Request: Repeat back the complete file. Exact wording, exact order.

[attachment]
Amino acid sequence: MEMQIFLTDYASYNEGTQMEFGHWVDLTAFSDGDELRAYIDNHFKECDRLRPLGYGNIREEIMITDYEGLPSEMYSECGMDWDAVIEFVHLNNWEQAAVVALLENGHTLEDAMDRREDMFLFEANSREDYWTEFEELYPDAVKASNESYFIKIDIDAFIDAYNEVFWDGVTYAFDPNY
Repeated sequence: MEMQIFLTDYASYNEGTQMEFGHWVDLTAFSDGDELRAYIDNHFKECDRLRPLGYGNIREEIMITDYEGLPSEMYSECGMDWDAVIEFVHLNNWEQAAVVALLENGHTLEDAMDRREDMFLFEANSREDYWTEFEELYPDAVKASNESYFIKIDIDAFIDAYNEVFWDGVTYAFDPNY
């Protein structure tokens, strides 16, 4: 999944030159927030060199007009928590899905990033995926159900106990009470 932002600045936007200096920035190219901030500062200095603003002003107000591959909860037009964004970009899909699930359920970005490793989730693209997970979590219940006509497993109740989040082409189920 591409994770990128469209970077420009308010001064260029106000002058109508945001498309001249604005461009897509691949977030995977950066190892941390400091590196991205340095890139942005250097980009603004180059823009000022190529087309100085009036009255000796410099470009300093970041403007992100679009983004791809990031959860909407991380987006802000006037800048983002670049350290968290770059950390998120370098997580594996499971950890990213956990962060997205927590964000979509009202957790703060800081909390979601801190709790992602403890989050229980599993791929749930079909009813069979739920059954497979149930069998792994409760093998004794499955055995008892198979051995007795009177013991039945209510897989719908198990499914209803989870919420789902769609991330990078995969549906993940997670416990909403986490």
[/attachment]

Amino acid sequence: MEMQIFLTDYASYNEGTQMEFGHWVDLTAFSDGDELRAYIDNHFKECDRLRPLGYGNIREEIMITDYEGLPSEMYSECGMDWDAVIEFVHLNNWEQAAVVALLENGHTLEDAMDRREDMFLFEANSREDYWTEFEELYPDAVKASNESYFIKIDIDAFIDAYNEVFWDGVTYAFDPNY
Repeated sequence: MEMQIFLTDYASYNEGTQMEFGHWVDLTAFSDGDELRAYIDNHFKECDRLRPLGYGNIREEIMITDYEGLPSEMYSECGMDWDAVIEFVHLNNWEQAAVVALLENGHTLEDAMDRREDMFLFEANSREDYWTEFEELYPDAVKASNESYFIKIDIDAFIDAYNEVFWDGVTYAFDPNY
């Protein structure tokens, strides 16, 4: 999944030159927030060199007009928590899905990033995926159900106990009470 932002600045936007200096920035190219901030500062200095603003002003107000591959909860037009964004970009899909699930359920970005490793989730693209997970979590219940006509497993109740989040082409189920 591409994770990128469209970077420009308010001064260029106000002058109508945001498309001249604005461009897509691949977030995977950066190892941390400091590196991205340095890139942005250097980009603004180059823009000022190529087309100085009036009255000796410099470009300093970041403007992100679009983004791809990031959860909407991380987006802000006037800048983002670049350290968290770059950390998120370098997580594996499971950890990213956990962060997205927590964000979509009202957790703060800081909390979601801190709790992602403890989050229980599993791929749930079909009813069979739920059954497979149930069998792994409760093998004794499955055995008892198979051995007795009177013991039945209510897989719908198990499914209803989870919420789902769609991330990078995969549906993940997670416990909403986490």